The adoption of technological advancements, in healthcare or any industry for that matter, varies for a number of reasons and happens along a predictable continuum. When a new technology emerges, there will be people who adopt at the earliest stages (innovators), early adopters, those in the early majority, those in the late majority, and laggards who resist the adoption altogether. The reasons for these different rates of adoption are varied as well. Some see cost as a prohibitive factor. Some do not trust new technologies and want to make sure that they have been fully vetted before bringing them into their own practice. Others are simply comfortable with their current way of doing things and don't seek out a change.
Like most manufacturers, CryoLife has been challenged to increase operational efficiency and cut costs without negatively impacting product and service quality. Upon examining our processes, we identified accounts receivable (AR) as a significant area for savings.
We manually processed a wide range of payment forms from customers: credit cards, automated clearing house (ACH) payments, wire payments and checks. Payment processing was time consuming, labor intensive and costly. We spent $1.4M annually in credit card processing fees, budgeting $100k per month – that caught the attention of the C-suite.
Even though the European version of the unique device identification regulation was introduced almost four years after the U.S. UDI rule, it stands to broaden the value of the rule with the expanded coverage for implantable devices and the requirement related to generation of real world evidence on the performance of medical devices. Since the U.S. Food and Drug Administration (FDA) UDI rule was introduced, similar mandates have been included in the U.S but only went into effect this year.
The strategic value of supply chain in tackling costs, eliminating waste and driving efficiency has never been more important — or in the spotlight. GHX honors the Best 50 U.S. healthcare organizations for improving operational performance and driving down costs through supply chain automation each year at the GHX Supply Chain Summit. The competition to win gets a little more challenging each year as winners achieve new levels of efficiency, making the accomplishment more noteworthy with each passing year.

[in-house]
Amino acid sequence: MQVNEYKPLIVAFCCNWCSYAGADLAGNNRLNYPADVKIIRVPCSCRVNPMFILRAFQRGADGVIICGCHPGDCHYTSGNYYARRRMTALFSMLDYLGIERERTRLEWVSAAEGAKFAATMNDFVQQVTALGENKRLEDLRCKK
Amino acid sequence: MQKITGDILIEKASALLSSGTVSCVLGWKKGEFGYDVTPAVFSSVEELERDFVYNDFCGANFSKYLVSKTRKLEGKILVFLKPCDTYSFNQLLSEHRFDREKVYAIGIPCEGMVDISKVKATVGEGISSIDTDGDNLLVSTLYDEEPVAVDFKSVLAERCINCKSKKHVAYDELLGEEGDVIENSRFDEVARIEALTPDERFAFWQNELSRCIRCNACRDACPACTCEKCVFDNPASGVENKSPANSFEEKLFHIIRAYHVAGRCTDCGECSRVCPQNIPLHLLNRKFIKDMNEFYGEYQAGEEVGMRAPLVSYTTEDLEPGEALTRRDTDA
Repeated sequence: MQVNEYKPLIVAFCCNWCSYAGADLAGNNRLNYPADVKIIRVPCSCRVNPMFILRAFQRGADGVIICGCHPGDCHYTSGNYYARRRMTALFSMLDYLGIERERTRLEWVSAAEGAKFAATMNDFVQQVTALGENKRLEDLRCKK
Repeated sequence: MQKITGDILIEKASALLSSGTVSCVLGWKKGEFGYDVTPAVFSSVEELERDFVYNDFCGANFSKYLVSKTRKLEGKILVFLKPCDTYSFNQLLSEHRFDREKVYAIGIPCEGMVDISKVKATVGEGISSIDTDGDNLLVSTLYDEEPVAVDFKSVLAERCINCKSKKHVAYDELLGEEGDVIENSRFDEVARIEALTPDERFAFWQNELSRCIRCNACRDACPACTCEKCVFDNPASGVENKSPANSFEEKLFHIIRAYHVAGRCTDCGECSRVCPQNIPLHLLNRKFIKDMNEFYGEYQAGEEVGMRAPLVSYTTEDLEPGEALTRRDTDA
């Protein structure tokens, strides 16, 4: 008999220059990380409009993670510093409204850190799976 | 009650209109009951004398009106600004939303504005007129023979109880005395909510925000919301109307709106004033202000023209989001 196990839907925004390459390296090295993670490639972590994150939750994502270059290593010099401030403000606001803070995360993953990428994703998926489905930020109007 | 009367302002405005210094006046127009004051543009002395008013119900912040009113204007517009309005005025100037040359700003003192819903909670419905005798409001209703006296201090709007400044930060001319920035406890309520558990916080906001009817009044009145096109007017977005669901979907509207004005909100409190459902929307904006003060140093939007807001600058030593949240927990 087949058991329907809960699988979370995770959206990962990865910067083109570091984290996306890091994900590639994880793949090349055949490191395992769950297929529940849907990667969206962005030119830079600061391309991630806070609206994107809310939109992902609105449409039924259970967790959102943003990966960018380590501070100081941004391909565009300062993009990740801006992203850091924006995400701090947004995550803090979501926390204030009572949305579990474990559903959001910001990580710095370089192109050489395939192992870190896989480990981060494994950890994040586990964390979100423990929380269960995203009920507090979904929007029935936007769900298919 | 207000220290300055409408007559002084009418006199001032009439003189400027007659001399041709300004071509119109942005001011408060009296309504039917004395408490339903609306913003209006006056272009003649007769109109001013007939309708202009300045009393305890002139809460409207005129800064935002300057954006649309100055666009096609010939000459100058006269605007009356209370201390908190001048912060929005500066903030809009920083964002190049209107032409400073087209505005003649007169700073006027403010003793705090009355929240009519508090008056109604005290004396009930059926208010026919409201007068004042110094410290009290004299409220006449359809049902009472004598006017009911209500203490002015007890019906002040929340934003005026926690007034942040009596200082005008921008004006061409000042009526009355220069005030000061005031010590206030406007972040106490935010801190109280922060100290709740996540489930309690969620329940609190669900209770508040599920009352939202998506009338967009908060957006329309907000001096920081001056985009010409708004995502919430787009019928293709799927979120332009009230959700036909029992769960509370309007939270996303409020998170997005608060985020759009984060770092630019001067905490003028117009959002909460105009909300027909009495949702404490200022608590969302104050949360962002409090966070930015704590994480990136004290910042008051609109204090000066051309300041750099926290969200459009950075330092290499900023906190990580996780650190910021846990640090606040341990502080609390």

We're sitting on the cusp of a technological revolution that will surpass any such shifts we have seen in the past. The speed at which new technologies are disrupting business as usual across so many different industries and practices is unprecedented, and it comes with both a promise and a threat. It promises to make our lives easier, more efficient, and better connected while at the same time threatening to upend norms we've come to depend upon and disrupt management systems that have been in place for decades.
The healthcare industry is at the forefront of this dual promise/threat. Here is a look at the benefits that these new technologies can bring.
Incorporating and maintaining accurate product data within one’s item master is a critical step in gaining visibility, driving purchasing accuracy and capturing revenue. Problems with item master data, whether it is related to incomplete, duplicate or missing information, is painfully felt throughout the value chain in lost savings, reduced charge capture and potential lost revenue. In clinical areas, confusing and duplicate item descriptions can leave clinicians frustrated with search efforts and manually documenting supplies which can lead to further revenue losses. Efforts to pinpoint and address the specific issues can no longer be pushed aside with hospitals already working within thin margins that are likely to get even thinner.